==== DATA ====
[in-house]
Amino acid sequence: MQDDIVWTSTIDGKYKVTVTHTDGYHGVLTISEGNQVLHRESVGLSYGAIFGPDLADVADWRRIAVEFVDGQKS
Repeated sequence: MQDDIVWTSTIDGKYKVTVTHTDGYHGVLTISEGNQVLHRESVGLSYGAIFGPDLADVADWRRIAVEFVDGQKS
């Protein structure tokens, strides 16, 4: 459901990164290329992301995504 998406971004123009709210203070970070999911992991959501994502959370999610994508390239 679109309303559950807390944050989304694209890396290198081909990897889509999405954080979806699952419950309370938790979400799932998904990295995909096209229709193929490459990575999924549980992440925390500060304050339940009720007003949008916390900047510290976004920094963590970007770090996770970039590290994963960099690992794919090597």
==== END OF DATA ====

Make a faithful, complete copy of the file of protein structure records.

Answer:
[in-house]
Amino acid sequence: MQDDIVWTSTIDGKYKVTVTHTDGYHGVLTISEGNQVLHRESVGLSYGAIFGPDLADVADWRRIAVEFVDGQKS
Repeated sequence: MQDDIVWTSTIDGKYKVTVTHTDGYHGVLTISEGNQVLHRESVGLSYGAIFGPDLADVADWRRIAVEFVDGQKS
């Protein structure tokens, strides 16, 4: 459901990164290329992301995504 998406971004123009709210203070970070999911992991959501994502959370999610994508390239 679109309303559950807390944050989304694209890396290198081909990897889509999405954080979806699952419950309370938790979400799932998904990295995909096209229709193929490459990575999924549980992440925390500060304050339940009720007003949008916390900047510290976004920094963590970007770090996770970039590290994963960099690992794919090597």